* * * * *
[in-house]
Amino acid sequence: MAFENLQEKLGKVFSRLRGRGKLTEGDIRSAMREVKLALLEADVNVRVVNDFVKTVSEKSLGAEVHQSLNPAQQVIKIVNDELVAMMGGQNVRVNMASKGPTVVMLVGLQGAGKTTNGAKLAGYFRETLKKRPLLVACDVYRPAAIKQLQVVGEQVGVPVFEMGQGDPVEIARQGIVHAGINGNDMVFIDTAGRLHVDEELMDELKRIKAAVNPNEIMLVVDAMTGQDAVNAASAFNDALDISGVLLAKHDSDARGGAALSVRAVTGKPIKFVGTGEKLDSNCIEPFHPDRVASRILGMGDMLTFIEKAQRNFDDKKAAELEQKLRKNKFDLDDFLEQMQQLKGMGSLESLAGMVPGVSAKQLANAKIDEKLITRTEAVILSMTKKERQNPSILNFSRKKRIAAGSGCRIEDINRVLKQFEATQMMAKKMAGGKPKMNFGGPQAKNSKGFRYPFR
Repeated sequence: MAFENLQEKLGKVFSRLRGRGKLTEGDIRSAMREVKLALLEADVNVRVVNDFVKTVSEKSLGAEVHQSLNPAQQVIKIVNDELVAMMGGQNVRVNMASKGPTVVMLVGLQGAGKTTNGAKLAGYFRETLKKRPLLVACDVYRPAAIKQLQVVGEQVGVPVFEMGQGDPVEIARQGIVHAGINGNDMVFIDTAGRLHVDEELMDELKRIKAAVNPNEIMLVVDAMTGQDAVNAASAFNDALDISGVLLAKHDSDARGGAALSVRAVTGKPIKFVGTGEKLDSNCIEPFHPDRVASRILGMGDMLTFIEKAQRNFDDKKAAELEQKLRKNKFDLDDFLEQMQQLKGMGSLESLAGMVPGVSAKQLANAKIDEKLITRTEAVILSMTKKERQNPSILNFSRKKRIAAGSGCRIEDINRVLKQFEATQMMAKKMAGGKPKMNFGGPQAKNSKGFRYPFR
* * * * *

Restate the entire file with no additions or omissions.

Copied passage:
[in-house]
Amino acid sequence: MAFENLQEKLGKVFSRLRGRGKLTEGDIRSAMREVKLALLEADVNVRVVNDFVKTVSEKSLGAEVHQSLNPAQQVIKIVNDELVAMMGGQNVRVNMASKGPTVVMLVGLQGAGKTTNGAKLAGYFRETLKKRPLLVACDVYRPAAIKQLQVVGEQVGVPVFEMGQGDPVEIARQGIVHAGINGNDMVFIDTAGRLHVDEELMDELKRIKAAVNPNEIMLVVDAMTGQDAVNAASAFNDALDISGVLLAKHDSDARGGAALSVRAVTGKPIKFVGTGEKLDSNCIEPFHPDRVASRILGMGDMLTFIEKAQRNFDDKKAAELEQKLRKNKFDLDDFLEQMQQLKGMGSLESLAGMVPGVSAKQLANAKIDEKLITRTEAVILSMTKKERQNPSILNFSRKKRIAAGSGCRIEDINRVLKQFEATQMMAKKMAGGKPKMNFGGPQAKNSKGFRYPFR
Repeated sequence: MAFENLQEKLGKVFSRLRGRGKLTEGDIRSAMREVKLALLEADVNVRVVNDFVKTVSEKSLGAEVHQSLNPAQQVIKIVNDELVAMMGGQNVRVNMASKGPTVVMLVGLQGAGKTTNGAKLAGYFRETLKKRPLLVACDVYRPAAIKQLQVVGEQVGVPVFEMGQGDPVEIARQGIVHAGINGNDMVFIDTAGRLHVDEELMDELKRIKAAVNPNEIMLVVDAMTGQDAVNAASAFNDALDISGVLLAKHDSDARGGAALSVRAVTGKPIKFVGTGEKLDSNCIEPFHPDRVASRILGMGDMLTFIEKAQRNFDDKKAAELEQKLRKNKFDLDDFLEQMQQLKGMGSLESLAGMVPGVSAKQLANAKIDEKLITRTEAVILSMTKKERQNPSILNFSRKKRIAAGSGCRIEDINRVLKQFEATQMMAKKMAGGKPKMNFGGPQAKNSKGFRYPFR